Extreme Heat (Hyperthermia) The human body usually can regulate its temperature. When the body gets too hot, it uses several strategies to cool down, including sweating. But if a person spends too much time in the heat without taking in enough fluids, the body's cooling processes can't work properly. When the body becomes dehydrated, it can no longer cool itself by sweating. When this happens, body temperature can raise high enough to make the person sick. Heat stroke is a serious, potentially life-threatening form of heat illness. The body temperature rises to 1050F or higher and you develop neurological changes, such as mental confusion or unconsciousness. There are two main causes of heat stroke: Exertional heat stroke Non-exertional heat stroke Factors that can contribute to heat stroke include.Dehydration from not drinking enough water.Wearing bulky or heavy clothing, such as fire fighting gear, in the heat. Being overweight, which causes the body to generate more heat and reduces the body's ability to cool down ,Sleep deprivation, which can decrease the rate of sweating .Being unaccustomed to the heat, such as moving from a cooler climate to a warmer climate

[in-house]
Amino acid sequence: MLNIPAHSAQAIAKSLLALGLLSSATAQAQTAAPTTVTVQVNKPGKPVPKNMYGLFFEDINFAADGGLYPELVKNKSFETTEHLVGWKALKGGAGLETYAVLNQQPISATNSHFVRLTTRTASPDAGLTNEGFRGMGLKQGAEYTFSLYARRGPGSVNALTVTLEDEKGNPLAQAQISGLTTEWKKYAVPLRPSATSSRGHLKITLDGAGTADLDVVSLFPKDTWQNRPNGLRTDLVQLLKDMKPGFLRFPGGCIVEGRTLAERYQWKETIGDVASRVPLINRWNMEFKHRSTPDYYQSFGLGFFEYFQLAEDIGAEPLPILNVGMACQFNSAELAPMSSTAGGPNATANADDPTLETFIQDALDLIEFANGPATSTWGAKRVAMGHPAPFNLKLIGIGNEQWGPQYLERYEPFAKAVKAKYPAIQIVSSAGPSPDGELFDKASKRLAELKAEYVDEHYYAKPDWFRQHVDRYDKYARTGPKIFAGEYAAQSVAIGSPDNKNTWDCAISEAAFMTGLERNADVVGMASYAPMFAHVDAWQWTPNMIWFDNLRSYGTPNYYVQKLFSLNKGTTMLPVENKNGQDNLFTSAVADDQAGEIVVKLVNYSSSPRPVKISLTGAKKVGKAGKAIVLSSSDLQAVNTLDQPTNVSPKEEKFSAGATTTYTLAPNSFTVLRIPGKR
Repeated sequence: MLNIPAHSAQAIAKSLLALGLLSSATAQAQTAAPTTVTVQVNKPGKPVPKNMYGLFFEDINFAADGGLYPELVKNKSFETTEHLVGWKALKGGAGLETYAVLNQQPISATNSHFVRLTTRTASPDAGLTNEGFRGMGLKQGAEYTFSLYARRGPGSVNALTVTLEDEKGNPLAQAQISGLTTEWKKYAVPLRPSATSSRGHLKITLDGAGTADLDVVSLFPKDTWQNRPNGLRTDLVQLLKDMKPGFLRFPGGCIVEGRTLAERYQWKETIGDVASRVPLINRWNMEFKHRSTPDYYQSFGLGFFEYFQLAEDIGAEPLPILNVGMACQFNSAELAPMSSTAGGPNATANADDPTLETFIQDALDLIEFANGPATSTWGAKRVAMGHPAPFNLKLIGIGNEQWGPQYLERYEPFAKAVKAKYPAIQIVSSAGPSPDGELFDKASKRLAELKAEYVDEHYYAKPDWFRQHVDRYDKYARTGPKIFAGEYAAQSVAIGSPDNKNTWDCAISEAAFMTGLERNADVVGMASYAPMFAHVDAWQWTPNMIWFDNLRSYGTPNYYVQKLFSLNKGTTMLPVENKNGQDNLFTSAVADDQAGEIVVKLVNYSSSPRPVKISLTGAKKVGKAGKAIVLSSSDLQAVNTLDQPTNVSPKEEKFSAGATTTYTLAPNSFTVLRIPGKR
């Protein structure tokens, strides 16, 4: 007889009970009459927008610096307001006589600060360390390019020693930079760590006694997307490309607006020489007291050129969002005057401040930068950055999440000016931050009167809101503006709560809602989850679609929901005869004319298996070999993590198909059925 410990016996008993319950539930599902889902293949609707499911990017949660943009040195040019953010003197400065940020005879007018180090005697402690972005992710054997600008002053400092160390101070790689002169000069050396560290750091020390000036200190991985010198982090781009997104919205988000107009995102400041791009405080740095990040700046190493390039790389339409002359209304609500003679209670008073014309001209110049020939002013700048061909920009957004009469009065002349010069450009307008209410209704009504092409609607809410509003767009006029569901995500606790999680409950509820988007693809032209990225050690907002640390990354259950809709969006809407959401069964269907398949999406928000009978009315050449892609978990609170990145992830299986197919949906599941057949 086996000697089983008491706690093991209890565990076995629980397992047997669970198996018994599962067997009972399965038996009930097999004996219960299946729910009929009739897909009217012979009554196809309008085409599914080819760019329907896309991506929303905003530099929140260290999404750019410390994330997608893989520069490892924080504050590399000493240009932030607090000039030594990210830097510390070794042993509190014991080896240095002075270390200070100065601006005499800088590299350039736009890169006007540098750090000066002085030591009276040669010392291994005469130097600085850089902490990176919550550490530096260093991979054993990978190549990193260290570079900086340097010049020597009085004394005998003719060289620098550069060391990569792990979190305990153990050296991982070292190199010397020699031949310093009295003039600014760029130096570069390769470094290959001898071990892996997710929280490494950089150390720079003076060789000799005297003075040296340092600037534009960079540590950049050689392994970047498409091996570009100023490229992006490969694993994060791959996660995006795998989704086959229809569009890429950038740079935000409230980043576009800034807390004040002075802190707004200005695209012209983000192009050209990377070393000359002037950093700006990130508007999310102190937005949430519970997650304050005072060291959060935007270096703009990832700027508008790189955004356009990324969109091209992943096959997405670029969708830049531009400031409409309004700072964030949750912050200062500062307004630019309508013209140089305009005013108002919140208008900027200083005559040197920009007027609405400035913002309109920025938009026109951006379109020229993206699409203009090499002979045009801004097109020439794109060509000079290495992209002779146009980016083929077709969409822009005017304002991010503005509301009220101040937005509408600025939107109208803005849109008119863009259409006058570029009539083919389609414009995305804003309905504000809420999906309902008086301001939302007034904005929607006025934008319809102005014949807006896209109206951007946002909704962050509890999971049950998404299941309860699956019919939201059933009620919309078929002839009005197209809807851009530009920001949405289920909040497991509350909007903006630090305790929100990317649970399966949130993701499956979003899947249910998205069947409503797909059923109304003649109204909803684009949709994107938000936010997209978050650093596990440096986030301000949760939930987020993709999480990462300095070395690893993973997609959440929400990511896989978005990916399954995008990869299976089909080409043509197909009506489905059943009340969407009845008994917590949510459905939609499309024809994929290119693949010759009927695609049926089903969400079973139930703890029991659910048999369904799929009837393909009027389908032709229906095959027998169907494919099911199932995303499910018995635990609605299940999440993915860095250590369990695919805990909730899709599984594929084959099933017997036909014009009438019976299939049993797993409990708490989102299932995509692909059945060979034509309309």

Extreme Heat: Heat exhaustion is a condition whose symptoms may include heavy sweating and a rapid pulse, a result of body overheating. It's one of three heat-related syndromes, with heat cramps being the mildest and heatstroke being the most severe. Causes of heat exhaustion include exposure to high temperatures, particularly when combined with high humidity, and strenuous physical activity. Without prompt treatment, heat exhaustion can lead to heatstroke, a life-threatening condition. Fortunately, heat exhaustion is preventable.